Traditionally, in order to obtain an injunction, a plaintiff must prove four elements: “A plaintiff seeking a preliminary injunction must establish that he is (1) likely to succeed on the merits, (2) that he is likely to suffer irreparable harm in the absence of preliminary relief, (3) that the balance of equities tips in his favor, and that an (4) injunction is in the public interest. If an injunction is issued, a defendant is ordered to do, or not to do something. Failure to comply with the order can result in contempt of court.
In NFIB v. Sebelius, the Chief Justice applied a saving construction to the Affordable Care Act’s penalty, and treated it as a tax, to uphold its constitutionality. (Thom Lambert has a great piece in Regulation Magazine on this topic). But, the Chief Justice placed limitations on the application of the saving construction. The first such limitation stated that because the cost of the “tax” is less than the cost of insurance, a person has a legitimate choice, and there is no coercion:
Update 3/23/14: I mistakenly assumed that petitioners appealed the Free Speech and Free Exercise clause. I now see that they only appealed the compelled speech issue. Here is the only question presented:
Whether applying a state public-accommodations statute to require a photographer to create expressive images and picture-books conveying messages that conflict with her religious beliefs violates the First Amendment’s ban on compelled speech.
Of course the Justices can also grant the Free Exercise issue, even though it was not mentioned in the Cert petition. I’ll leave the remainder of the post as is.
Currently pending before the Supreme Court is the certiorari petition in Elane Photography v. Willock, which involves a case where a photographer refused to photograph a same-sex civil commitment ceremony. While much of the attention to this case focuses on religious liberty, Eugene Volokh and Ilya Shapiro have a great Op-Ed arguing that forcing Elane to photograph a same-sex wedding, against her wishes, would not only implicate religious liberty, but free expression. They would be forcing her to speak–or more precisely create art in the form of photographs:
In his new book, Average is Over, Tyler Cowen makes a number of observations about the intersection of technology and society, and explains how these shifts will impact our society. Specifically, Cowen argues that being average is over. Echoing forecasts by Charles Murray, Cowen explains how the middle class will continue to shrink as technology can replace many more of their routine jobs. Those with certain skills and abilities, or can learn to work with technolgoy, will continue to flourish more. Those who do not adapt, Cowen argues, will earn less, and learn to deal with less (and that is not necessarily a bad thing, he contends). One manifestation of this shift will be that people with less means will, to use Ilya Somin’s framework, vote with their feet, and move to places where living is less expensive, and a lower salary will go further.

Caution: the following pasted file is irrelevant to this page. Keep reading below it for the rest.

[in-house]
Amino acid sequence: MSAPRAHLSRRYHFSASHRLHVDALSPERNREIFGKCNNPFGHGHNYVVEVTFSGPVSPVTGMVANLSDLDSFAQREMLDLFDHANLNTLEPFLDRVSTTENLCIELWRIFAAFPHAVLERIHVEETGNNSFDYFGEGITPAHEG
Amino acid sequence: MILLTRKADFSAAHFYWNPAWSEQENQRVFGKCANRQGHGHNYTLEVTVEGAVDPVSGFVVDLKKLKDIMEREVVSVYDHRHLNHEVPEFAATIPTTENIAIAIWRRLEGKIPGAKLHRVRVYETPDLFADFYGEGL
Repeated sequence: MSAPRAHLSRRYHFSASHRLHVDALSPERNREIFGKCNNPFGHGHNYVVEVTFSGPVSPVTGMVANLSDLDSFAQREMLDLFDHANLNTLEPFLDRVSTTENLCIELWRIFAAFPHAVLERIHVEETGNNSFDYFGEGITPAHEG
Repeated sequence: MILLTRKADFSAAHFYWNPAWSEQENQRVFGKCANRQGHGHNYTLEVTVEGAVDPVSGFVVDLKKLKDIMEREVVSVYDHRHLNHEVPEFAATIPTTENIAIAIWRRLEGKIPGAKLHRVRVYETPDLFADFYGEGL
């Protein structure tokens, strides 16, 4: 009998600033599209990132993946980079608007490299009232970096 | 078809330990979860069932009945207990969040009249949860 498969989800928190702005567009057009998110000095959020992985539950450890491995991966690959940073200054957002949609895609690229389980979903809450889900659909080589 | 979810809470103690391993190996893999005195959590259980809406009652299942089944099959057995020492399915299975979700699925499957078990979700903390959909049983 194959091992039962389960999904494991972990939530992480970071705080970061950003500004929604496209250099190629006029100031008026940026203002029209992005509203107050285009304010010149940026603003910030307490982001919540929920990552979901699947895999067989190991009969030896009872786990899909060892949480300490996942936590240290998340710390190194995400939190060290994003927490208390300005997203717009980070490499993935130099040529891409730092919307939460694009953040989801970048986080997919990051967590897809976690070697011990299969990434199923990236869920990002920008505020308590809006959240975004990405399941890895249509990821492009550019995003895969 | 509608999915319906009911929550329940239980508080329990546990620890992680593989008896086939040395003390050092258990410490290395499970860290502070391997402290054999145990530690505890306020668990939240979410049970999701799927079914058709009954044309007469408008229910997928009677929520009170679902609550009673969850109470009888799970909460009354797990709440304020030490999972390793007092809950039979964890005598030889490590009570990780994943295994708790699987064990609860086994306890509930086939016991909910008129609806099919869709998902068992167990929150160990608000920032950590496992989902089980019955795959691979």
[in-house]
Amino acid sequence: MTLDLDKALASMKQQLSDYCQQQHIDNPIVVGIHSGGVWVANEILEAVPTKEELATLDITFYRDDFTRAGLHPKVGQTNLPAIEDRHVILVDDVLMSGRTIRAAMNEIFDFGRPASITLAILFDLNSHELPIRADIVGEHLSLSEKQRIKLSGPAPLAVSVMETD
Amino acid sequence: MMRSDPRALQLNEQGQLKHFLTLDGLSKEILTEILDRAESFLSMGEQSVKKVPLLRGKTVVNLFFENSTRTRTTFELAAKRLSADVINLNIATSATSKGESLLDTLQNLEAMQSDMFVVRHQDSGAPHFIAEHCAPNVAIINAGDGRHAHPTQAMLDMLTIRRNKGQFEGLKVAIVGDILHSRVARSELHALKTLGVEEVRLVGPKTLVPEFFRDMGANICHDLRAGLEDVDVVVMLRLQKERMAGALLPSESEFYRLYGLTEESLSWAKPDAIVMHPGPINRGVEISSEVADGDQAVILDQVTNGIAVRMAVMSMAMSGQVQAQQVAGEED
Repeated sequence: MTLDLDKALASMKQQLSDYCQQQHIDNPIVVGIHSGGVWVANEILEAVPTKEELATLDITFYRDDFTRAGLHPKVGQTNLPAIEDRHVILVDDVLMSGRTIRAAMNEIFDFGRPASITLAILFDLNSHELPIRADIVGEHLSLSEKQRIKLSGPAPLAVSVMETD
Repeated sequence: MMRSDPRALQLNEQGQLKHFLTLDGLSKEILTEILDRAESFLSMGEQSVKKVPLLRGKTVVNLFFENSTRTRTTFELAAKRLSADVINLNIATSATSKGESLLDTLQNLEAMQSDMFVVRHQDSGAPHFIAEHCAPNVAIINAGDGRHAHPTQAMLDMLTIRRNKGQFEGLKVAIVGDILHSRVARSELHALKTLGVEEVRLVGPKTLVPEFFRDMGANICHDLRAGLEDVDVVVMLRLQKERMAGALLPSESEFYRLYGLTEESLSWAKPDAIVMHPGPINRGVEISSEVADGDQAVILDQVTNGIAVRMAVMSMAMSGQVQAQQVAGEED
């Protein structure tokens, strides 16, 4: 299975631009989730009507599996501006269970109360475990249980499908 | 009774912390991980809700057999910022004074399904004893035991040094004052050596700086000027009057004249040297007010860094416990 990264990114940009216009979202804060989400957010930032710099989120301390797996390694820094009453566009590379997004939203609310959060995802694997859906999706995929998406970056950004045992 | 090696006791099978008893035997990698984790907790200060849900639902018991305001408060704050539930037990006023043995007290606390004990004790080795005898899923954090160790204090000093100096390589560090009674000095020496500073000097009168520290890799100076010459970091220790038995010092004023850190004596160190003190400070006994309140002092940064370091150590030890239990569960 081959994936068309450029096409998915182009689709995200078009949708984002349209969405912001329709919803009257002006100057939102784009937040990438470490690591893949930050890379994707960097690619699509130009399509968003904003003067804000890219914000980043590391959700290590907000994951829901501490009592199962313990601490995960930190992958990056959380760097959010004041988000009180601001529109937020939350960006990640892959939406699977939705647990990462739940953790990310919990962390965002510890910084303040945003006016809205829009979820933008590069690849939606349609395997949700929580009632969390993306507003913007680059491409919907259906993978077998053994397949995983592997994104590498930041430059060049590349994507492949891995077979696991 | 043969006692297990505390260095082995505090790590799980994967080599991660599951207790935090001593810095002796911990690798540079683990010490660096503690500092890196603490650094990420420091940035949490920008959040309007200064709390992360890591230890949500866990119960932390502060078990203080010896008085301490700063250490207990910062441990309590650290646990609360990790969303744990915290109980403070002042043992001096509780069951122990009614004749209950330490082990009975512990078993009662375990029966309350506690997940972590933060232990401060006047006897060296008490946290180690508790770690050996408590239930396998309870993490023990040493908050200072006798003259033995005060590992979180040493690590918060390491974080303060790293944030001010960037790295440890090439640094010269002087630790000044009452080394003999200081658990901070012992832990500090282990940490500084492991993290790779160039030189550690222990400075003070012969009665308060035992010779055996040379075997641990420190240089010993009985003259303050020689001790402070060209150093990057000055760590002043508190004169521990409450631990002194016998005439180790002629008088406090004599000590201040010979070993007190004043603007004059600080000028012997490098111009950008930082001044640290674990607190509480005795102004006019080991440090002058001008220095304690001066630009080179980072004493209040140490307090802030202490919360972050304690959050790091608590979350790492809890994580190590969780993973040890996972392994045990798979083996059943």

In a letter to Harold Laski, Justice Oliver Wendell Holmes famously wrote:
I always say, as you know, that if my fellow citizens want to go to Hell I will help them. It’s my job.
And he meant it. Beyond such obvious examples of this philosophy, such as Buck v. Bell, where Justice Holmes upheld a law requiring the sterilization of those deemed mentally incompetent (even if there was no real evidence they were mentally incompetent), I was recently reminded of this quotation when I taught Giles v. Harris.
Today, one of the least-discussed aspects of the Emancipation Proclamation is whether it gave rise to a takings claim. The Proclamation was enacted under Lincoln's war powers, whereby he seized property (slaves) in the rebel states, and then emancipated them. Apparently, many southerners sought to raise takings claims against the Federal Government. Similar claims were lodged following the ratification of the 13th amendment. At the time, Congress estimated that the cost of compensating the emancipated slaveowners was somewhere between $1.6 billion and $2 billion, roughly half of the total value of all property (real and personal) in the south. Section 1…
Recently, courts have grappled with the question of whether data is speech for purposes of the First Amendment. Google, and other tech giants, have defended their algorithmic outputs under the guise of free speech. In a new essay titled “What Happens if Data is Speech,” published in the University of Pennsylvania Journal of Constitutional Law Online, I consider the next question in this emerging area of the law. What happens if data is speech? I approach this inquiry from three angles.
Professor Ross Davies has a cool new article in the Green Bag, titled “Extrajudicial Reticence: Nine Justices Take a Brief Break from Constitutional Commentary.” Davies draws attention to a curious episode in Supreme Court history, where Life Magazine asked each of the Justices to write a commentary on one of the Amendments in the Bill of Rights. Davies notes that for, perhaps the first and only time ever–briefly in 1991–the Justices decided not to weigh in on the Constitution outside the Court.
One of the more disconcerting aspects of following the Affordable Care Act, beyond the numerous delays and waivers announced weekly, has been the cavalier approach by which the government announces these changes. To say nothing of the merits of these significant changes, it is often difficult to find out why and how the government has justified these decisions. More often than not, the explanation will come in a blog post on the Department of Health and Human Services blog (often on a Friday afternoon). Or, perhaps if we are lucky, there will be a handy PDF explaining the changes in more detail.